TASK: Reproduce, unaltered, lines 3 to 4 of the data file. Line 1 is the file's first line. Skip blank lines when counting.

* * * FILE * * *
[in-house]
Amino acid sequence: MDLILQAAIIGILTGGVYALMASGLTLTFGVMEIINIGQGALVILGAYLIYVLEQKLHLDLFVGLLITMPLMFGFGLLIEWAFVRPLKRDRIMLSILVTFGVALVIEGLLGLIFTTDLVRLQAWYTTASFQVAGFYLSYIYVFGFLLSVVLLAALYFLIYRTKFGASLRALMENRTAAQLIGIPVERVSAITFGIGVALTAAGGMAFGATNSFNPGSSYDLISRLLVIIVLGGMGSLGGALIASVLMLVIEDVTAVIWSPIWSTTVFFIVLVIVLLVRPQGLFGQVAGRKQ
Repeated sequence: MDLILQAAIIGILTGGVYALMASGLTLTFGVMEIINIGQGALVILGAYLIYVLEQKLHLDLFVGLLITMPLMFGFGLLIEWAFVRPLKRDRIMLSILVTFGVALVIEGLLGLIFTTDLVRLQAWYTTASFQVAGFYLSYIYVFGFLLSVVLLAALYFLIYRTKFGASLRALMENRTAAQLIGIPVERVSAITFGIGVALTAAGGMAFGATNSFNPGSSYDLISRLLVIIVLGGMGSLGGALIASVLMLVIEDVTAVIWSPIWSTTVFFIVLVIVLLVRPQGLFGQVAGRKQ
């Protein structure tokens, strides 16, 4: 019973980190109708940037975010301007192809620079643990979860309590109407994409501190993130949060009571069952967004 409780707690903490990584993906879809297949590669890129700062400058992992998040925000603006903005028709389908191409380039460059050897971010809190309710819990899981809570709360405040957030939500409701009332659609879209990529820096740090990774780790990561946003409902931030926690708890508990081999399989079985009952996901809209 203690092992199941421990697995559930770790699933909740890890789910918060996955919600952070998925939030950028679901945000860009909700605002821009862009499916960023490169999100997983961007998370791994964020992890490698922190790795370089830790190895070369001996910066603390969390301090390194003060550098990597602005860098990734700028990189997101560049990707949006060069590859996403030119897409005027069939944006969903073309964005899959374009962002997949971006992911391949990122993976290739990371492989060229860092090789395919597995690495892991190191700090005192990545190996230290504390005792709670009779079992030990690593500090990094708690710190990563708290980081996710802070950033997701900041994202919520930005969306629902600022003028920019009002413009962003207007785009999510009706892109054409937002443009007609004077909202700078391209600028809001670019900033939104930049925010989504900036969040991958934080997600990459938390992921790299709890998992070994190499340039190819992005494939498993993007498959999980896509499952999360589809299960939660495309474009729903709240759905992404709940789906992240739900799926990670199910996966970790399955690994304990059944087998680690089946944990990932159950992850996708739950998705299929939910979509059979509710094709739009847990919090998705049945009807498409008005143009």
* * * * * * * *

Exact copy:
Repeated sequence: MDLILQAAIIGILTGGVYALMASGLTLTFGVMEIINIGQGALVILGAYLIYVLEQKLHLDLFVGLLITMPLMFGFGLLIEWAFVRPLKRDRIMLSILVTFGVALVIEGLLGLIFTTDLVRLQAWYTTASFQVAGFYLSYIYVFGFLLSVVLLAALYFLIYRTKFGASLRALMENRTAAQLIGIPVERVSAITFGIGVALTAAGGMAFGATNSFNPGSSYDLISRLLVIIVLGGMGSLGGALIASVLMLVIEDVTAVIWSPIWSTTVFFIVLVIVLLVRPQGLFGQVAGRKQ
């Protein structure tokens, strides 16, 4: 019973980190109708940037975010301007192809620079643990979860309590109407994409501190993130949060009571069952967004 409780707690903490990584993906879809297949590669890129700062400058992992998040925000603006903005028709389908191409380039460059050897971010809190309710819990899981809570709360405040957030939500409701009332659609879209990529820096740090990774780790990561946003409902931030926690708890508990081999399989079985009952996901809209 203690092992199941421990697995559930770790699933909740890890789910918060996955919600952070998925939030950028679901945000860009909700605002821009862009499916960023490169999100997983961007998370791994964020992890490698922190790795370089830790190895070369001996910066603390969390301090390194003060550098990597602005860098990734700028990189997101560049990707949006060069590859996403030119897409005027069939944006969903073309964005899959374009962002997949971006992911391949990122993976290739990371492989060229860092090789395919597995690495892991190191700090005192990545190996230290504390005792709670009779079992030990690593500090990094708690710190990563708290980081996710802070950033997701900041994202919520930005969306629902600022003028920019009002413009962003207007785009999510009706892109054409937002443009007609004077909202700078391209600028809001670019900033939104930049925010989504900036969040991958934080997600990459938390992921790299709890998992070994190499340039190819992005494939498993993007498959999980896509499952999360589809299960939660495309474009729903709240759905992404709940789906992240739900799926990670199910996966970790399955690994304990059944087998680690089946944990990932159950992850996708739950998705299929939910979509059979509710094709739009847990919090998705049945009807498409008005143009």